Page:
Haringey does what …to feel good?

I may be getting on a bit, but the truth is we all do it to feel good, only with slightly more discretion than Haringey Council (and Captain Tom Gardner):

‘TWO HOURS LATER our vehicle stopped and a Danish face appeared at the little window mouthing that it was now safe to open the door.

We emerged into the sunlight relieved and delighted to be released from the confines of our metal coffin. It had been an unpleasant and nauseous experience but this was quickly forgotten in the obvious pleasure of having arrived without incident.

Nonetheless, Stumpy, who was to be the headquarters’ J4 (Logistics) staff officer and whose responsibilities would include managing our transport requirements, vowed this would be the first and last time British troops would hitch a ride on the Danish death trap.

He was true to his word and I never saw the hideous contraption again. Nine months later, as we were planning our extraction back to the UK, I overheard him politely but firmly informing Colonel James that none of the Grenadiers would be travelling in that mobile fucking shower unit. It was a statement of intent that even the Commanding Officer would have been unwise to challenge.

We had arrived safely at Main Operating Base Price.

I clambered unsteadily down the steel cable ladder and stepped off the last rung into a fine powder of desert dust that enveloped my boots to the ankle. This dust was to be a constant feature of our lives for the next nine months. Fine as talcum powder it penetrated everything from electronics equipment to weapon systems, and quickly turned into a viscous brown slime in contact with liquids.

In the frequent sandstorms we endured in the early months of our tour the dust blocked out the sun for days at a time and we inhabited a surreal red‑brown world. Nothing escaped its pervasiveness. Men would literally cry brown tears whenever their eyes were exposed for any length of time. Captain Tom Gardner even complained that it put him off his stroke when masturbating, an activity in which we all presumably engaged, only with more discretion and possibly less frequency than Tom himself.

It didn’t take me long to get to know my way around our new home. About 30 minutes to be precise. MOB Price had been built in the desert south‑west of the strategically important city of Gereshk in the Nahr‑E‑Saraj district of Helmand Province. It was the main operating base for about 600 soldiers whose primary task was to provide security for the city and the immediate surrounding area.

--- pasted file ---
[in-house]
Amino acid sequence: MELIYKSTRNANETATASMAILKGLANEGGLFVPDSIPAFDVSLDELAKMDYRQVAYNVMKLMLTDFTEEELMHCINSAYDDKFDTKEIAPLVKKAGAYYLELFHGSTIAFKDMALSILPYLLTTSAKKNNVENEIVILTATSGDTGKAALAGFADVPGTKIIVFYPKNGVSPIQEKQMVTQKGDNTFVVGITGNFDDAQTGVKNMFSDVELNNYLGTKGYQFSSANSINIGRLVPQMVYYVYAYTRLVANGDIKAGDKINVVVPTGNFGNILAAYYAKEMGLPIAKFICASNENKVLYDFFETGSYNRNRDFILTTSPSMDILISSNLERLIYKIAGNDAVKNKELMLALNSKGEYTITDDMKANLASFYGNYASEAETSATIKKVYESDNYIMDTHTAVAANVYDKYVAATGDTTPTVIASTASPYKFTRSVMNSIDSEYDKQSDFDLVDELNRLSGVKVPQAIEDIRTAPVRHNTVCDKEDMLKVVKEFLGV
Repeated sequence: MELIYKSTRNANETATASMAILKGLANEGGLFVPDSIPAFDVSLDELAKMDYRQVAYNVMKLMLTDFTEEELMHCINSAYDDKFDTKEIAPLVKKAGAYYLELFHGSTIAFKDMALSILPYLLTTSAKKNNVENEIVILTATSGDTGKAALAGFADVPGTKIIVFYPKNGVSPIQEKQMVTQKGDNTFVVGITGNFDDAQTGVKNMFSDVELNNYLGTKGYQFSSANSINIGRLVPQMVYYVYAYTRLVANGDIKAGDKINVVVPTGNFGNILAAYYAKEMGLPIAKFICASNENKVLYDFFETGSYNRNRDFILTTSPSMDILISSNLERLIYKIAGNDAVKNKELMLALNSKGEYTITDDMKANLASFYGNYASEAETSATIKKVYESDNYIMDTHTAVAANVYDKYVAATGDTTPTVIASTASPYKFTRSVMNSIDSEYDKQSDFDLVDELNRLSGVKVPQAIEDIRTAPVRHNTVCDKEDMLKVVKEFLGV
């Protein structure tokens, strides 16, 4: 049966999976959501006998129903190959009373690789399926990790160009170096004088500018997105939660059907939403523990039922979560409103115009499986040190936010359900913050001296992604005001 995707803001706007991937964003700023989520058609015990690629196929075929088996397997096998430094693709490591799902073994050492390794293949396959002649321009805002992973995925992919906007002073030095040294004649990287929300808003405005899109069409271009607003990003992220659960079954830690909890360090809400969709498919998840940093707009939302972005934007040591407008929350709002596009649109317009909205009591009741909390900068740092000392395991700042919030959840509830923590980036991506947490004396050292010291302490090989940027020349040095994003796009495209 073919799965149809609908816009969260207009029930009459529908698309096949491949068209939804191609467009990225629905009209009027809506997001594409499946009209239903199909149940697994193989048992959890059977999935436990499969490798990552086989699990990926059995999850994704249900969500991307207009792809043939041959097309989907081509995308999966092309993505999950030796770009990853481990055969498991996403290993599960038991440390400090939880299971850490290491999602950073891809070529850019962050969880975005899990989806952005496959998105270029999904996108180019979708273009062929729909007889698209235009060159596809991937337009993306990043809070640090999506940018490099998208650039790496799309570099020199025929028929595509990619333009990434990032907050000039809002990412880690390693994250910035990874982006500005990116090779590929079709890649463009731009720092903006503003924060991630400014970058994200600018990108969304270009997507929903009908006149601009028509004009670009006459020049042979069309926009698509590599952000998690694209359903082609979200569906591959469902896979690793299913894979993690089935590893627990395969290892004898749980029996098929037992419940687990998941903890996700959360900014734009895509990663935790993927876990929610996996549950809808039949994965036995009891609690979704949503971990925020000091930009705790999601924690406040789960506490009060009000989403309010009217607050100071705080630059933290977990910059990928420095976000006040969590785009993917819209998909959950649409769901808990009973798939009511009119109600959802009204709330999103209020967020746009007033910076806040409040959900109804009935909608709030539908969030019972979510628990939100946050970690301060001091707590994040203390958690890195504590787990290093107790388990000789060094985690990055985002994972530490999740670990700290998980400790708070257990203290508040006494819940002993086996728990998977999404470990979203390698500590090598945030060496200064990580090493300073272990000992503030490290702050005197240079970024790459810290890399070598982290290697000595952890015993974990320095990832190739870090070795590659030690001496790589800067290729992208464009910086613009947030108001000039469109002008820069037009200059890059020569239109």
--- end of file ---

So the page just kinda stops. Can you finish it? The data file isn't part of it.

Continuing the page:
Despite the large numbers living there, the base was surprisingly compact. One of the good things about MOB Price, unlike Camp Bastion, was that nothing was ever more than a short walk away.

Gereshk, or Girishk, is the district capital of Nahr‑E‑Saraj. Bounded to the south by the mighty Helmand River it lies some 120km north‑west of Kandahar and is the centre of a rich agricultural region made fertile by a complex irrigation system fed by the Kajakai Dam 100 klicks upriver.

The British are no strangers to Gereshk. In 1839, during the first Anglo‑Afghan war, the city was occupied by soldiers of the British East India Company before being abandoned in 1842 following the massacre of Major General Lord Elphinstone’s army, one of the worst disasters in British military history. Reoccupied in 1878 during the second Anglo‑Afghan war, it was held until 1880 and the signing of the Gandamak Treaty. This restored Afghan sovereignty over internal affairs but ceded foreign relations and some frontier regions to British control.

Gereshk has a population of about 50,000, many of whom still hold a grudge against the British for occupying their city 130 years previously. A good few of them hold an additional grudge against the British for the more recent Russian occupation of the 1980s, on the basis that all infidels look the same so you can’t really tell them apart. In truth the good people of Gereshk had an innate dislike and distrust of all outsiders. In this respect it was not unlike any market town of similar size in Great Britain.

According to many of the intelligence reports I read, foreign fighters were especially unpopular. It didn’t matter which side of the conflict they were fighting on. British, Danish, American, Russian, Pakistani or Iranian, all were equally unwelcome. Even Afghan National Army (ANA) soldiers from the northern Dari speaking provinces of Afghanistan were considered by many to fall into this category.’

My thanks to Brian McAuslan for bringing this to our attention.

SPIN ZHIRA: Old Man in Helmand is the unauthorised, unvarnished and irreverent story of one man’s midlife crisis on the front line of the most dangerous district in Afghanistan where the locals haven’t forgiven the British for the occupation of 1842 or for the Russian Invasion of 1979. Of course, all infidels look the same so you can’t really tell them apart.




Ten reasons why you should read SPIN ZHIRA.

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